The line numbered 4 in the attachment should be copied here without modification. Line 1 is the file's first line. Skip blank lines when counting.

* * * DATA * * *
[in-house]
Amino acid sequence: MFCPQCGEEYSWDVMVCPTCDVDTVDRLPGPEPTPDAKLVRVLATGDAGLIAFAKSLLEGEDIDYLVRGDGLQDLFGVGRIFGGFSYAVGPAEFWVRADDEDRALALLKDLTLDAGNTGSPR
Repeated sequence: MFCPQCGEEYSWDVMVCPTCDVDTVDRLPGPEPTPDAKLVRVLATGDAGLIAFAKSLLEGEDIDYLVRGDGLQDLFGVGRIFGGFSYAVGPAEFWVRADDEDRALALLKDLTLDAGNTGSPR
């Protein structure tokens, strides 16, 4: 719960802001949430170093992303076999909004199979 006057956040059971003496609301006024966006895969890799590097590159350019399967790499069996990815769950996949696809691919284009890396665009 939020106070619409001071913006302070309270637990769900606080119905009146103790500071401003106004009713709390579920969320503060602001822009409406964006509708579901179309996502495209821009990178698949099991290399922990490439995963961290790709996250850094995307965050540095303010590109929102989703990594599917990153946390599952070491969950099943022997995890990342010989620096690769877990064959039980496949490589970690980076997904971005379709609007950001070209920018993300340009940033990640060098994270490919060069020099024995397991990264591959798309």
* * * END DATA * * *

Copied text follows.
């Protein structure tokens, strides 16, 4: 719960802001949430170093992303076999909004199979 006057956040059971003496609301006024966006895969890799590097590159350019399967790499069996990815769950996949696809691919284009890396665009 939020106070619409001071913006302070309270637990769900606080119905009146103790500071401003106004009713709390579920969320503060602001822009409406964006509708579901179309996502495209821009990178698949099991290399922990490439995963961290790709996250850094995307965050540095303010590109929102989703990594599917990153946390599952070491969950099943022997995890990342010989620096690769877990064959039980496949490589970690980076997904971005379709609007950001070209920018993300340009940033990640060098994270490919060069020099024995397991990264591959798309």